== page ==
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Jerry L. Cutter

The purpose of this article is not concerning the necessity of giving, but is rather concerning the proper use of what is given to the church. I long ago saw the futility of teaching people, who already know their duty concerning their duty to give, but find foolish reasons for not doing so. Those who spend themselves into overwhelming debt, and use it as an excuse for not giving properly to the church, should do so with some fear. Will a man rob God? The Jews succeeded in doing so by cheating in their “tithes (10%) and offerings,” and as a result were “cursed with a curse” (Malachi 323-9). We are not serving a different God.


Some believe, and have taught publicly, that the contribution is not a command. This idea is based upon what Paul wrote to the Corinthians in 1 Corinthians 8. This chapter has to do with the giving to the poor saints mentioned in I Corinthians 16: 1-4. In 1 Corinthians 8:3, Paul writes: “I speak not by commandment, but by occasion of the forwardness of others.” The NIV has it: “I am not commanding you, but I want to test the sincerity of your love by comparing it with the earnestness of others.”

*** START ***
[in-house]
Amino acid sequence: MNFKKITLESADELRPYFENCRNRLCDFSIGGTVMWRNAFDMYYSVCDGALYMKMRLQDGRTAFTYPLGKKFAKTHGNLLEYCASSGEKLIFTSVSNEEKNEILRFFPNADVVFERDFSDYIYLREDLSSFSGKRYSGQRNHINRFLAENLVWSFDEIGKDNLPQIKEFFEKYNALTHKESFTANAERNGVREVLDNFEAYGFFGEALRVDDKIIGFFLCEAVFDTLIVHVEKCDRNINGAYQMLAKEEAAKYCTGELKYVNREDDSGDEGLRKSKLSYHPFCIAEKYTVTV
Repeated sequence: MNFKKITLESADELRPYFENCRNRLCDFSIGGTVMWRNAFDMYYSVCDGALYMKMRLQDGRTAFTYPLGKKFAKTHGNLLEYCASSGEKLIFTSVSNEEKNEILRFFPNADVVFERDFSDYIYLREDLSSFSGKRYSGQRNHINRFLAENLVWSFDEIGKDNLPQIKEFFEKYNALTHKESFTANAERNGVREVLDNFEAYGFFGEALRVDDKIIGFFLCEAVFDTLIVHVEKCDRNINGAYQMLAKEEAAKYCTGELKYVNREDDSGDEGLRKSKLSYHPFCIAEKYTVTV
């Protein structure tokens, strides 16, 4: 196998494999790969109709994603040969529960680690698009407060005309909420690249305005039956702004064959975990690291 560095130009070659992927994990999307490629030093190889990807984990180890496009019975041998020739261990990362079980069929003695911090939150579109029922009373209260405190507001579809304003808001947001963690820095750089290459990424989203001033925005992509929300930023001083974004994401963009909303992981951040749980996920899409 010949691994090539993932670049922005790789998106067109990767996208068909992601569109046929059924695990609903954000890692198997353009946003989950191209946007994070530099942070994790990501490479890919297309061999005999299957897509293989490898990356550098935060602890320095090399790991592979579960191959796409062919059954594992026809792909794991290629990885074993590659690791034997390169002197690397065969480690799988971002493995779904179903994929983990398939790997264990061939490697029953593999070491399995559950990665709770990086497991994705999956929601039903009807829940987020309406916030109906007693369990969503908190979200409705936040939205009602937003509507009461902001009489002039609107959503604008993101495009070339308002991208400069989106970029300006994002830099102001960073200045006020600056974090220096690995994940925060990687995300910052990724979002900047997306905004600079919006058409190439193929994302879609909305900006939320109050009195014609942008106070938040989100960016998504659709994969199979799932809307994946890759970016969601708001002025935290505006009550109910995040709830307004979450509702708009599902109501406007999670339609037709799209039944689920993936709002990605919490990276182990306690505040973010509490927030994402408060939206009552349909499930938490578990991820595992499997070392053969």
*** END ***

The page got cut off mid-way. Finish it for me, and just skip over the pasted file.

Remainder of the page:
The mistake in understanding this scripture is failing to realize that Paul is not commanding the Corinthians to fulfill A PROMISE that they had made already concerning the giving to the poor saints. The answer is clearly seen in I1 Corinthians 9:1-5, where Paul writes: “There is no need for me to write to you about this service to the saints. For I know your eagerness to help, and I have been boasting about it to the Macedonians, telling them that since last year you in Achaia [where Corinth is located] were ready to give; and your enthusiasm has stirred most of them to action. But I am sending the brothers in order that our boasting about you in this matter should not prove hollow, but that you may be ready, as I said you would be. For if any Macedonians come with me and find you unprepared, we – not to say anything about you – would be ashamed of having been so confident. So I thought it necessary to urge the brothers to visit you in advance and finish the arrangements for THE GENEROUS GIFT YOU HAD PROMISED. Then it will be ready as a generous gift, not as one grudgingly given” (NIV).